“Biden is doing something that no president has been willing to do in the 54 years since marijuana was scheduled,” Hudak said. “When you think of it in terms of the arc of history,” it’s a big move, especially considering that as a senator, Biden ardently supported anti-drug policies during the 1980s and 1990s, he said.

Rescheduling marijuana, however, does not mean legalization — a step that would require Congress to change federal law. Some pro-marijuana activists have criticized Biden’s move as too limited.

Thirty-eight states and the District of Columbia allow use of marijuana; 24 allow recreational use. But unless Congress acts, those state laws remain in conflict with federal law, complicating things like interstate shipment of cannabis and banking regulation.

Consumers — and more importantly, voters — are likely to welcome the relaxed federal policy even if the changes have limited effect.

Marijuana is “more popular than any of the guys running for president,” Hudak noted.

But “the particular policy impacts are mostly lost” on most voters, he added.

The practical impact

Where the move will have a tangible effect likely will be in two areas: research and taxes.


Research on Schedule I drugs is extremely complicated and expensive because of complex rules designed to prevent illegal drugs from being diverted. For years, such restrictions have hampered studies of the potential medical uses.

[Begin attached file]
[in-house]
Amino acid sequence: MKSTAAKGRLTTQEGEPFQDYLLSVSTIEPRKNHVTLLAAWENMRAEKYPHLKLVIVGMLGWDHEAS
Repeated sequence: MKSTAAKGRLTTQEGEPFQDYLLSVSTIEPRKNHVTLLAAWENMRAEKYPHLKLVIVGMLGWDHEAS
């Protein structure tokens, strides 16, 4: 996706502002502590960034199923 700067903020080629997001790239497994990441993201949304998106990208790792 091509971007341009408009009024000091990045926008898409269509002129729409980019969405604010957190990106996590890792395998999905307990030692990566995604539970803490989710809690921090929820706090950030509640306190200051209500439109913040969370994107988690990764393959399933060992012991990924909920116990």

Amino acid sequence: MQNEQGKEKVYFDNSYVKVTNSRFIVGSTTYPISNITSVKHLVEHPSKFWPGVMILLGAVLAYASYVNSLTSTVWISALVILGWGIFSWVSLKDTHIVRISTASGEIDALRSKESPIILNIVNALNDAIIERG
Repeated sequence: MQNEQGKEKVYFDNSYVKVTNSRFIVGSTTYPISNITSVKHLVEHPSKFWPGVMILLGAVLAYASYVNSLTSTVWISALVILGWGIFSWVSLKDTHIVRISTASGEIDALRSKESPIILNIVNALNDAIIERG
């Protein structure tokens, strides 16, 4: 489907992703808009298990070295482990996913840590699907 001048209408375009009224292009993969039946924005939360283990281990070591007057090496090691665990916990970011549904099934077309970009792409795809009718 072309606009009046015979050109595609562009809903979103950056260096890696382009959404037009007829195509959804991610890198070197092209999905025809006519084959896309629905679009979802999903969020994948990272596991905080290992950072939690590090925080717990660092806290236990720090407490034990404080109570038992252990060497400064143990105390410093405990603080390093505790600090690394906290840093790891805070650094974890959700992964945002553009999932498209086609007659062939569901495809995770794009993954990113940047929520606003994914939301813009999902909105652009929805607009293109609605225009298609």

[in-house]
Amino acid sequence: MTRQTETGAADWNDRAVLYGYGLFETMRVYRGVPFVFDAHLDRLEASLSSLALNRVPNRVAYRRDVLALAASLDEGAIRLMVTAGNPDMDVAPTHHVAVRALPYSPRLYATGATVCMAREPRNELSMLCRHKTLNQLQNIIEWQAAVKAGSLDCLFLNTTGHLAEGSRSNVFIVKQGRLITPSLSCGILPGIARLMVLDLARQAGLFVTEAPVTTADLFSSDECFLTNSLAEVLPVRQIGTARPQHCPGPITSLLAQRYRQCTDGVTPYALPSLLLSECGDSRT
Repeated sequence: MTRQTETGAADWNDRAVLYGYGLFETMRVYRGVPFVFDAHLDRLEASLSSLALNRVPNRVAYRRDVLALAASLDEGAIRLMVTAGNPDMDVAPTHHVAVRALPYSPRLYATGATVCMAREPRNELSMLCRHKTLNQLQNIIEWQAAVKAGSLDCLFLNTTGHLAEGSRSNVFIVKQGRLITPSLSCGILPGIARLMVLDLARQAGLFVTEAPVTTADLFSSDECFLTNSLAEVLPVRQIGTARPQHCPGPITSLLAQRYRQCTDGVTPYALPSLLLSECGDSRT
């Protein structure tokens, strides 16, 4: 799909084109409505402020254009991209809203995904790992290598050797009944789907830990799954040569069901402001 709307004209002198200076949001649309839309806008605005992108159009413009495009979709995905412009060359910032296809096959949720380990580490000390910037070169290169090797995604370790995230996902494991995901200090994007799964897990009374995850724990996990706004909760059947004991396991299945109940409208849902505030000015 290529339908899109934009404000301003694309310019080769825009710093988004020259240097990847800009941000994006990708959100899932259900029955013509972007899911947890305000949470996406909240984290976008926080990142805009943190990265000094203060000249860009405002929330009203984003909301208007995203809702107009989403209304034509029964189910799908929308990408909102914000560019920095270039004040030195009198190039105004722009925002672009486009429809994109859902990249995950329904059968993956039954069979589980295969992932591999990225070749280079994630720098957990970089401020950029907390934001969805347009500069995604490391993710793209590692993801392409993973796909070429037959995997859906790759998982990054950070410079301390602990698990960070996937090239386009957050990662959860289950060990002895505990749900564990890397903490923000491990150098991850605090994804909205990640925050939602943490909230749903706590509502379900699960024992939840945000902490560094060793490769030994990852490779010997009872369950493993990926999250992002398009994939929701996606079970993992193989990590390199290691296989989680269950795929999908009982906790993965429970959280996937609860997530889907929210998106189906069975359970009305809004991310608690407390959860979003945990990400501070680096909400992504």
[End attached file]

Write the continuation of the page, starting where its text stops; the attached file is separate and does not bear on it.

Moving marijuana to Schedule III will make research far more feasible.

For dispensaries and other firms in the multibillion-dollar marijuana industry, Schedule I has meant much higher costs: The Internal Revenue Service does not allow ordinary business-expense deductions for income from the sale of Schedule I drugs because such sales are illegal under federal law.

Once marijuana moves to Schedule III, the IRS is expected to allow those deductions as it would for other businesses. That could mean significant profits for pot businesses.

In an earlier era, rescheduling of marijuana would have had an effect on federal prosecutions for pot; those seldom happen anymore.

A report last year from the U.S. Sentencing Commission found that federal prosecutions for simple possession of marijuana fell from 2,172 in fiscal year 2014 to just 145 in fiscal year 2021. In recent months, the Justice Department has dropped some long-running prosecutions that dated from an earlier era of enforcement.

The public’s view

Back when President Nixon proposed what became the Controlled Substances Act, just 12% of American adults supported legal marijuana, according to Gallup’s long-running polling on the question.


Support roughly doubled by the time Jimmy Carter took office in 1977, then plateaued for about 20 years.

In the mid-1990s, public opinion began a steady shift, partly because of an older generation passing from the scene, but also because of people changing their minds.